The next thing we are going to do is to learn to draw a cube and to shade it so it looks solid, and as if it has light shining on it.
(Put the diagram “How to show light on simple shapes” onto the docucam.)
show light on simple shapes
Here are some simple pictures of solid shapes with light shining on them. Notice how the side facing the light is shown as white, and the side facing away from the light is shown as the darkest tone. That is the side that’s in shadow. The parts of the shape in between the light and the shadow are shown as a medium tone. To show light on an object you also need to show the shadow the light is casting behind the object. That is shown as a medium dark tone.
Now everyone put your name on the back of your paper, and we’ll draw a cube. (We’ve been getting lots of pictures without names – so this is important.) We will be putting two drawings on this paper, so leave room for the second one.
Put the “How to draw a cube” instructions on the docucam.
draw a shaded cube
2. Draw 3 lines going back from the corners.
3. Draw 2 straight lines to show the top and back of cube.
4. Shade the back of the cube with the darkest tone.
the front side of the cube with the lightest tone.
the outline of the cube’s shadow. Just
use three lines.
in the shadow with your medium tone.
the highlight on the top of the cube with the white chalk.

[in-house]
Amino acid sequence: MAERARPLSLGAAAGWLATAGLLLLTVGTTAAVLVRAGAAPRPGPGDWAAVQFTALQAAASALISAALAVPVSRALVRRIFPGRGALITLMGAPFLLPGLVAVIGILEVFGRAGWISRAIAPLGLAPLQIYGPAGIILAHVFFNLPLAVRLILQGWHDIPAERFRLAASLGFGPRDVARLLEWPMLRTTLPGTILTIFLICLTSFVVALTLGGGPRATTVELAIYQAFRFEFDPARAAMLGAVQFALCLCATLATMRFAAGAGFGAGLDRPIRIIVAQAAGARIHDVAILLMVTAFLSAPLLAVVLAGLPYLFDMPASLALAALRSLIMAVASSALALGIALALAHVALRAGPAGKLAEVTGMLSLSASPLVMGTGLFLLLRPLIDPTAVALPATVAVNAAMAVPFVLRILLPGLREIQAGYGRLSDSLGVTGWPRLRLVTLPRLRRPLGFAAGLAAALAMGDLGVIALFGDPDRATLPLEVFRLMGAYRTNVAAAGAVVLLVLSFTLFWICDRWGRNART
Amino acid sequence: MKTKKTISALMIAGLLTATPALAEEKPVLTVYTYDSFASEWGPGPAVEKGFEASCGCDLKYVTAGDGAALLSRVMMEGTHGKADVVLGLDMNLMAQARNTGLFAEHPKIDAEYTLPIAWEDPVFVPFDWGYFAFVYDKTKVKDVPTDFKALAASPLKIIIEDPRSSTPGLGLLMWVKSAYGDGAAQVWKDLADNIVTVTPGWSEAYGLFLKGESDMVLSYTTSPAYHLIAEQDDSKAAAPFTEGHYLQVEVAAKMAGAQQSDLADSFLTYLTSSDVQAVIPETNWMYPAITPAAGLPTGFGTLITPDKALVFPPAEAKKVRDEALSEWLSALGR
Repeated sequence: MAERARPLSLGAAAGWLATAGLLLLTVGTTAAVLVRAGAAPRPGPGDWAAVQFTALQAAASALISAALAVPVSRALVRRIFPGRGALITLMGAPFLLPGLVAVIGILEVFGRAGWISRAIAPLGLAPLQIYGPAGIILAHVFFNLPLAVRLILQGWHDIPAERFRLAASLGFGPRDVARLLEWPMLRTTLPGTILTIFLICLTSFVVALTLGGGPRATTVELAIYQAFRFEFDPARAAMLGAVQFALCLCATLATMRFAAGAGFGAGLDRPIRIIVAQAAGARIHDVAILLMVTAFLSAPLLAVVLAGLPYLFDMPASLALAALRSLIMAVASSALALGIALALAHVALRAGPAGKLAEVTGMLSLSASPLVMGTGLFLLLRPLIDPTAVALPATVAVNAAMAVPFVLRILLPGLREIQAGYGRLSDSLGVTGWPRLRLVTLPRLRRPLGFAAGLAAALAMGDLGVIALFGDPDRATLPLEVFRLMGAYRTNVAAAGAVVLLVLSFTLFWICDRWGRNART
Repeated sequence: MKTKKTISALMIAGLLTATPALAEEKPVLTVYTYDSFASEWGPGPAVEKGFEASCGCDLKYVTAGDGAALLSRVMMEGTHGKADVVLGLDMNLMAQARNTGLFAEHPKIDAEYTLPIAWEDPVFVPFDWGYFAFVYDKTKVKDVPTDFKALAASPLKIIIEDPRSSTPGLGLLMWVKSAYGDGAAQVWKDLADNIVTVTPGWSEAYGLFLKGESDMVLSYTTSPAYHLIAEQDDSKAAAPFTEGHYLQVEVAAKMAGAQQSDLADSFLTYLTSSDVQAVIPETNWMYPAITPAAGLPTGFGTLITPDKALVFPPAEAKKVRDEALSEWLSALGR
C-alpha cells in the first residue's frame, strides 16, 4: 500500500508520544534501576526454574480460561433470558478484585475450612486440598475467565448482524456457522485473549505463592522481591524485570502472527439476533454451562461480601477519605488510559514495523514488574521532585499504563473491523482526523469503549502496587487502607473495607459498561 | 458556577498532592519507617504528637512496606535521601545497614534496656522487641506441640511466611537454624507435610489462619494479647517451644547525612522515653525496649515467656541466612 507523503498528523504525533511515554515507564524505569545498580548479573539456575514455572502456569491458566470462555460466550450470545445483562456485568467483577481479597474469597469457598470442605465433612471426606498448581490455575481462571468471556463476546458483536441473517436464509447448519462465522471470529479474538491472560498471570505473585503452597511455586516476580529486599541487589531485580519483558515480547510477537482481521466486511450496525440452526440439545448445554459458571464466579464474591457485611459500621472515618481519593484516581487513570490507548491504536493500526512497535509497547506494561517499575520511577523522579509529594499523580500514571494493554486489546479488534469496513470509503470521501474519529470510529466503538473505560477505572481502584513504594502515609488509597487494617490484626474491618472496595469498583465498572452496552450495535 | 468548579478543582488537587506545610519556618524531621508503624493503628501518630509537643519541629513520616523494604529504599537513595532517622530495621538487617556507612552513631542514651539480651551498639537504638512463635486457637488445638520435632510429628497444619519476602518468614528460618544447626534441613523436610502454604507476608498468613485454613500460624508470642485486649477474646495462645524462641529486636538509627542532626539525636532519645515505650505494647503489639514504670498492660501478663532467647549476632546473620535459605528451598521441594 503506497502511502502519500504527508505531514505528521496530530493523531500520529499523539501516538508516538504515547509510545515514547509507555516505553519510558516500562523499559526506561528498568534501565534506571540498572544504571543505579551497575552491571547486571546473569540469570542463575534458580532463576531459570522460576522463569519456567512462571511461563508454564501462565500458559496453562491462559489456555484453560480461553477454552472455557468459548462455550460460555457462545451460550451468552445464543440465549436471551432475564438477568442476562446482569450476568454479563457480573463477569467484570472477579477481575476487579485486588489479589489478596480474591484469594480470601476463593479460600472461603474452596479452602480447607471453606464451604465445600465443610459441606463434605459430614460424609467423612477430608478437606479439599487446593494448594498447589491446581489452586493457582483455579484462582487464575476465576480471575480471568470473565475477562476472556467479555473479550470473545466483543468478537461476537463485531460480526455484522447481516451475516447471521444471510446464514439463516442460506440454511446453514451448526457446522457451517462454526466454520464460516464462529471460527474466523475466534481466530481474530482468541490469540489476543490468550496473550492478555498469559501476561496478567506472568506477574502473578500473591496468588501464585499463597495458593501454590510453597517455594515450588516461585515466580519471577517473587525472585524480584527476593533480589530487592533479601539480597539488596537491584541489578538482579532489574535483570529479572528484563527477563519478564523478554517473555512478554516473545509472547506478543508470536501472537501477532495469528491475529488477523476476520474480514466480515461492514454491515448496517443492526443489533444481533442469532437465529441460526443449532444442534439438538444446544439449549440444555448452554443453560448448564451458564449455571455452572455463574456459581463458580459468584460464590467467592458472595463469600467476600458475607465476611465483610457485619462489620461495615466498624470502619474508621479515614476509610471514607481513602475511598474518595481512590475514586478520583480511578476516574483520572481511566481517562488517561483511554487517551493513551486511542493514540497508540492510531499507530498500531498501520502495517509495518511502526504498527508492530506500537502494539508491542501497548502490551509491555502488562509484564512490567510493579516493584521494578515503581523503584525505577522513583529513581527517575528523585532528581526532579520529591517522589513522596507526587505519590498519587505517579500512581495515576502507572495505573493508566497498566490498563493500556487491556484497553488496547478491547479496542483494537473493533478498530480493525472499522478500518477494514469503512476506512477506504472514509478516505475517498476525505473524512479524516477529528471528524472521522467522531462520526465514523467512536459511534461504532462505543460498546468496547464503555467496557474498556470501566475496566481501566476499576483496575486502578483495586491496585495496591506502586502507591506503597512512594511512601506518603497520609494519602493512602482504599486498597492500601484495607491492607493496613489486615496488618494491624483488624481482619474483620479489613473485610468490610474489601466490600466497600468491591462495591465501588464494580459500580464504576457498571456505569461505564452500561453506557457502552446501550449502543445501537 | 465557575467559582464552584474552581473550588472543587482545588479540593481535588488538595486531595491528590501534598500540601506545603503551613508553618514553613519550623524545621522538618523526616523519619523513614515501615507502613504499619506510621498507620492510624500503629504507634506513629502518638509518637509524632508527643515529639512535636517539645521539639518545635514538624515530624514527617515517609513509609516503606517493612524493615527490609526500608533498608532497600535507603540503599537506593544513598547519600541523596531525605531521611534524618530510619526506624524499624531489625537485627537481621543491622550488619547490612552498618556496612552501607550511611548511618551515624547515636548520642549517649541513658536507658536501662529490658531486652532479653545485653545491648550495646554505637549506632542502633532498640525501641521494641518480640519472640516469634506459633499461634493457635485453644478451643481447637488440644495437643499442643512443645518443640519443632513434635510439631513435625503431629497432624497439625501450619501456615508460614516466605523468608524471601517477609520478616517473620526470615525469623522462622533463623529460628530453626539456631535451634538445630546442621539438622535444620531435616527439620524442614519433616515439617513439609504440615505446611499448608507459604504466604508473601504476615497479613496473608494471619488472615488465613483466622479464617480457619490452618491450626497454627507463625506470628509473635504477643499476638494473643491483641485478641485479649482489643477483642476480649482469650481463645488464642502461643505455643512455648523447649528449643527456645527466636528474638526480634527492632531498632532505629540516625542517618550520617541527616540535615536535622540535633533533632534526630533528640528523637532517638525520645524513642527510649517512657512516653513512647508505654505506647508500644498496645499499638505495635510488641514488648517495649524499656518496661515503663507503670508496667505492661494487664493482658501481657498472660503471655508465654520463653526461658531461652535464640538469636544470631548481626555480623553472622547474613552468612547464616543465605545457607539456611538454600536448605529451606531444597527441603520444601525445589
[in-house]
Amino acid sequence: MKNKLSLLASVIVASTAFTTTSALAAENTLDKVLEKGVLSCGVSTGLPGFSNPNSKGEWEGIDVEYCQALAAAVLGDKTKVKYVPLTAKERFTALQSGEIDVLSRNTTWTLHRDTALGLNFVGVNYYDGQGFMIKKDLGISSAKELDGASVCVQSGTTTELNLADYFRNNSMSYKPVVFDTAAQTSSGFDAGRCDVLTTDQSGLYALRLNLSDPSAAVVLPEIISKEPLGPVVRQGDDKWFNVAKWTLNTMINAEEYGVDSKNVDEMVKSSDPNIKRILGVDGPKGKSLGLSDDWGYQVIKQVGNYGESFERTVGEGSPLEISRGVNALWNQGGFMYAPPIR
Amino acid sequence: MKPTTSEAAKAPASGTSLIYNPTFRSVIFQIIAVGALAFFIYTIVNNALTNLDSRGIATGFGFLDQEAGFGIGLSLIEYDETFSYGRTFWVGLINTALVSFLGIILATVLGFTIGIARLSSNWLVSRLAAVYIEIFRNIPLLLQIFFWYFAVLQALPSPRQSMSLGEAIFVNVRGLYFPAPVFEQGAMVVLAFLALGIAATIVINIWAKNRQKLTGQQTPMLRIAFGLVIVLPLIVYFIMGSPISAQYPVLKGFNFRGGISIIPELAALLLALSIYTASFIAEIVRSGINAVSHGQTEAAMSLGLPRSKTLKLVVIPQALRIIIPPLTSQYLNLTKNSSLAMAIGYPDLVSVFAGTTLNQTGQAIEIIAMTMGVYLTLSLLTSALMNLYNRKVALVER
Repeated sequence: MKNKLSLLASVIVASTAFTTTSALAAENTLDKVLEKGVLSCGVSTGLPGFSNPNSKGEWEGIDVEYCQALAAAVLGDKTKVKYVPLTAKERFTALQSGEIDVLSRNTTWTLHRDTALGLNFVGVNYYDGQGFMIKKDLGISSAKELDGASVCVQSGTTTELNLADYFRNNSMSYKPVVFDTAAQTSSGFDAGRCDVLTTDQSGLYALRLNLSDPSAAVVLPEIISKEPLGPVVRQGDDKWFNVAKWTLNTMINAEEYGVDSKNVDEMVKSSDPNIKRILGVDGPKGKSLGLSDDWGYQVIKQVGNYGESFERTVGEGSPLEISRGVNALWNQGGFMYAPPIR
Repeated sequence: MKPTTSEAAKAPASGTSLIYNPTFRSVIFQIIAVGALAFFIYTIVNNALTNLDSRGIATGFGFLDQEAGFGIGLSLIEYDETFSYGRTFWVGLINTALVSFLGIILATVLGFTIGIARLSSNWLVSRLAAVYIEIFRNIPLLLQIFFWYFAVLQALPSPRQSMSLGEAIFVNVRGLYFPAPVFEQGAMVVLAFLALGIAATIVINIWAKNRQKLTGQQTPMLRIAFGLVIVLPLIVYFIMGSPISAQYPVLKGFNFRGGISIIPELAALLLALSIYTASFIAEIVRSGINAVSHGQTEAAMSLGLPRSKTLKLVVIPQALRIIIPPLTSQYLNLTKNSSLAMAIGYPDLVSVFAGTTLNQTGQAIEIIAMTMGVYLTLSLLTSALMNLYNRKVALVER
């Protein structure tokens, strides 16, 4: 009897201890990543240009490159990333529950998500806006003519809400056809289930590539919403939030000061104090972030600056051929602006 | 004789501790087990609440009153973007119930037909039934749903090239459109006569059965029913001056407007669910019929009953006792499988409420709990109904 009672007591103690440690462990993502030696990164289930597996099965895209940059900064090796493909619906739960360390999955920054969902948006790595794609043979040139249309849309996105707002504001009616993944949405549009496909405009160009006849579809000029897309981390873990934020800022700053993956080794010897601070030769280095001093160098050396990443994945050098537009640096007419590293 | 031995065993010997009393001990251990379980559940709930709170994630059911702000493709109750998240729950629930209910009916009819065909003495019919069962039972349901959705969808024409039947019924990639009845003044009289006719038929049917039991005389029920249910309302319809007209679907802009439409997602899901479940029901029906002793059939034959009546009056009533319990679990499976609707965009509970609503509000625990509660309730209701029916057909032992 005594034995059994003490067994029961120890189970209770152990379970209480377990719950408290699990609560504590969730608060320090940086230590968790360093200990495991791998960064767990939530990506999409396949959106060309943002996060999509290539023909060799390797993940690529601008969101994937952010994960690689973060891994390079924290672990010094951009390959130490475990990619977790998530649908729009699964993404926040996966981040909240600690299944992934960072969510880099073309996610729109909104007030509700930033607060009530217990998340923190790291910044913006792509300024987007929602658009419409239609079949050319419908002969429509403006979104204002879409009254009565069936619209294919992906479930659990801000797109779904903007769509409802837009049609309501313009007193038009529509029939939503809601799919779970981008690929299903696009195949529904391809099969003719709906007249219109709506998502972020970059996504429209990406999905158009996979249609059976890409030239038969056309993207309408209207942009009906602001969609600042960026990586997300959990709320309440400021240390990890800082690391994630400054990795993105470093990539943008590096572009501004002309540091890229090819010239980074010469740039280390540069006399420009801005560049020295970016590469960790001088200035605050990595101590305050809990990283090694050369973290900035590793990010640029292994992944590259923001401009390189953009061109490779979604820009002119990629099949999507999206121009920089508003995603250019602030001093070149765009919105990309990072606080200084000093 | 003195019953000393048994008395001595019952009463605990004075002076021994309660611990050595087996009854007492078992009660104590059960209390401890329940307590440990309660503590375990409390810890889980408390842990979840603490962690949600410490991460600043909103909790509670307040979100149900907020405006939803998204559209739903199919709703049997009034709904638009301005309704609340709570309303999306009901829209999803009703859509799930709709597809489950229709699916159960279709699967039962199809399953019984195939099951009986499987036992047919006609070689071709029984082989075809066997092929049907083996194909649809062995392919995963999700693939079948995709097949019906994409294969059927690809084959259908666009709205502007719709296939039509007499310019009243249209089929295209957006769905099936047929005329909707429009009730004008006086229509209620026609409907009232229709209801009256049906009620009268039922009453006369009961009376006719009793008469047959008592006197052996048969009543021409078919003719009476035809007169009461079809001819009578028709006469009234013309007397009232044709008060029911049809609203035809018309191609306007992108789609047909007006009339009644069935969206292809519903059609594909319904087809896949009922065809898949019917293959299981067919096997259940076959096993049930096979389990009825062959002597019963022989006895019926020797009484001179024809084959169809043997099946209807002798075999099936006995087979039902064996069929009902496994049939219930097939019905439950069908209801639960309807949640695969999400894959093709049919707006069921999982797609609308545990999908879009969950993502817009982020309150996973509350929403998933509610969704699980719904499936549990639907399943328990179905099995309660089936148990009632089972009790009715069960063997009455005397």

Go through the instructions slowly, describing what you see happening. Tell the kids they can use the blending stumps to make the tones look smooth if they want to, but they don’t have to. They can always erase and start over if something is wrong. And tell the kids they can use the white chalk to color the lightest part of the cube. That is called the Highlight.
Drawing a sphere
Hold up the picture of the apple.
Ask the kids what shape it is. Hopefully someone will say “sphere”.
Show them the egg picture too, which is not quite a sphere.
Artists learn to draw and shade simple shapes because that helps them to be able to draw and shade all sorts of things. If you can draw a sphere, you can probably draw an apple.
Change to the “How to draw a sphere” instructions on the docucam. A sphere is harder than a cube because it doesn’t have flat sides. The change in tone from the light side to the dark side happens in a more blended way. When you show the highlight on the top with white chalk, it will be a small spot instead of a large white area like the cube.